Today it was a perfect autumnal day: blue skies and sun with a crisp chill in the air. I took a walk around the 18th arrondissement where I live, and was thinking about all this business of national myths vs. realities and the gaps between them. And then I tried to think about what the British national myth was.
It’s perhaps not so clear as it is for the U.S. and France, two cultures which despite being very different in some regards, also share founding republican myths rooted in the same era and same ideology.
As we were all very much reminded with this week’s ceremonial funeral of the Queen, the UK is not a republic. Our country never had a definitive moment of reinvention and rejuvenation. We don’t have a constitution—we’ve just sort of muddled along in vagueness from the Middle Ages until now.
In the US and France, there is a dissonance that emerges in the space between the idealised myth and the reality. In the UK there is dissonance…sort of everywhere. This sort of deliberately non-confrontational blurriness meant that the Queen could be an icon at the same time that the Sex Pistols’ God Save the Queen could be an iconic album.
In the Nineties, arguably New Labour was the last political project to sort of successfully entwine the threads of a deeply conservative and traditional country on one hand, and rebellious, punky, funny and satirical place on the other. For a while it seemed like it was ok for British culture to be a place of postmodern contrasts and contradictions, embodied for me by images like Geri Halliwell in a Union Jack mini-dress, or Noel Gallagher sipping cocktails with Tony Blair.
But the shonky postmodern coalition of ideas did not survive the 2008/9 recession. The delicate cultural braid began to come apart, first in an insidious way and then in increasingly clearer ways all the way up to 2016 when David Cameron’s referendum about the European Union became a contest of opposing myths.
In some ways, it feels like the myth that won—the myth that positioned the little island in northern Europe as the centre of the world—will have trouble outliving the Queen. Her reign encompassed the 20th century and the very end of the Empire, she quietly embodied some of its values just by virtue of the era in which she lived. What does King Charles embody now?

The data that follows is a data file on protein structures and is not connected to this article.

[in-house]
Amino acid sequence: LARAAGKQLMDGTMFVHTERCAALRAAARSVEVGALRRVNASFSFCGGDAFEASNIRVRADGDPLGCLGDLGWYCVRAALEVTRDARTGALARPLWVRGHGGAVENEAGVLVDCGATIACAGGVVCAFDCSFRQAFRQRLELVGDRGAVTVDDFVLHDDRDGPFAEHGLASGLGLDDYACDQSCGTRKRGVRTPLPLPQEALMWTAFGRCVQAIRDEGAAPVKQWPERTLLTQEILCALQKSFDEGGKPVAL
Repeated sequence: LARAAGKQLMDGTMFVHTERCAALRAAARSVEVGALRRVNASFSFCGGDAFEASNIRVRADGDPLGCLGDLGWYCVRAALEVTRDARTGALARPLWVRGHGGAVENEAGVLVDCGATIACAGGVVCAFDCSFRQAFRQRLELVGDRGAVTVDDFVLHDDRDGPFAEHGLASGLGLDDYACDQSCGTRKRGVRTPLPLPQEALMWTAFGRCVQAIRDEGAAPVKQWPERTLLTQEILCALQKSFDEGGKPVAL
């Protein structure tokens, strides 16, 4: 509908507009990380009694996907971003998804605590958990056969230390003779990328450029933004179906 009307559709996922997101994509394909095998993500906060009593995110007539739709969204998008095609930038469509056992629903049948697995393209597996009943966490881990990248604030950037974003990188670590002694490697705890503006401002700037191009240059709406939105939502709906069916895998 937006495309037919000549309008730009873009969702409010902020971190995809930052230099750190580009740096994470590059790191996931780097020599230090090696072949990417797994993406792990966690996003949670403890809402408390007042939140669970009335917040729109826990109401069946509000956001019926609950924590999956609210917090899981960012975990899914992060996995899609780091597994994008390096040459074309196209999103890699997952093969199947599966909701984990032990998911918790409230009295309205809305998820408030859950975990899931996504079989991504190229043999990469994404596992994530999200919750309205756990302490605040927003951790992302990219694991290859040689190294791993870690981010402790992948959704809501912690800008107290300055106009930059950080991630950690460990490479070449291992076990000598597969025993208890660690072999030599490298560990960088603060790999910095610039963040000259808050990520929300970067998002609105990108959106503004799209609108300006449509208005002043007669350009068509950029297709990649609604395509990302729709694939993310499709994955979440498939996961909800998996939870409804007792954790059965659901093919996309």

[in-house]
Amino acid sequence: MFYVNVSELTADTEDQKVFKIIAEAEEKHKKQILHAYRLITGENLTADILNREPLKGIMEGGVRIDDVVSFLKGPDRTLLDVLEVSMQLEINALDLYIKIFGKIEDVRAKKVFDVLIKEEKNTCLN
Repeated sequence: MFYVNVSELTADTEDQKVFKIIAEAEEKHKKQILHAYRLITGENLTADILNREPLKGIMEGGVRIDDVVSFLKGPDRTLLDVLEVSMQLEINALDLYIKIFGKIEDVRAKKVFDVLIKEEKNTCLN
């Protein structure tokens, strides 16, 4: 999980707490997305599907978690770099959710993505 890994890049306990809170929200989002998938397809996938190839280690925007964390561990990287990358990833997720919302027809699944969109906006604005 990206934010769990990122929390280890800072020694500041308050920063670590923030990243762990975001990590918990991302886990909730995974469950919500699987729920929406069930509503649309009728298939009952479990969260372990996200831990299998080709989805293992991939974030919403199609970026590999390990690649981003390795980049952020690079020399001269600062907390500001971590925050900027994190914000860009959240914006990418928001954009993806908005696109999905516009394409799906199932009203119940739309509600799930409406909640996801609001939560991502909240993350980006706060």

In the political sphere, we seem to have gone from postmodern to post-factual.
Back in summer 2020 I wrote about Little Africa, the tour company and cultural agency founded by entrepreneur Jacqueline Ngo Mpii. Late last year, Jacqueline opened Little Africa Village, a boutique/meeting space in the heart of the Goutte d’Or neighbourhood in the 18th arrondissement. Next time you find yourself near the Sacré-Coeur, it’s well worth heading to the east of the hill to see the gorgeous space for yourself. There are regular exhibitions and discussion events, and you can also pop in for a spot of shopping and to meet the lovely Jacqueline herself.
Little Africa Village, 6bis Rue des Gardes, 75018 Paris
While you’re in that area, consider checking out the following:
Bookshop/café La Régulière, 43 Rue Myrha, 75018
Designer boutique Maison Chateau Rouge which champions local African makers and materials, 40 Bis Rue Myrha, 75018
Ola’s Café, 14 Rue Marcadet, 75018, a dinky but charming vegetarian café with an arty feel, opened by couple Fay Latham and Olatunbosun Ola, who moved to Paris from Manchester. They even serve veggie sausage rolls!
Thirty-second book club
This week I finished the rather obscure essay collection I mentioned last week, The Dogma of Christ, and Other Essays on Religion, Psychology, and Culture by Erich Fromm. I particularly enjoyed an essay entitled ‘Medicine and the Ethical Problem of Modern Man’, which basically explores the difference between ethics in the sense of a set of codes by which we mutually agree to act in society or a particular field vs. ethics in the sense of an innate, bodily sense of conscience. Which fits VERY NEATLY with the the letter’s earlier theme of societal myths vs. felt realities.
“You cannot live inhumanly all your life without suffering severe reactions.”
That will be all for now. If you have recently subscribed to Pen Friend, merci beaucoup! I am very pleased that you’re here.
I’ll be in your inbox next Sunday with more news, thoughts and recommendations from here in Paris.
Until then, Shana Tova!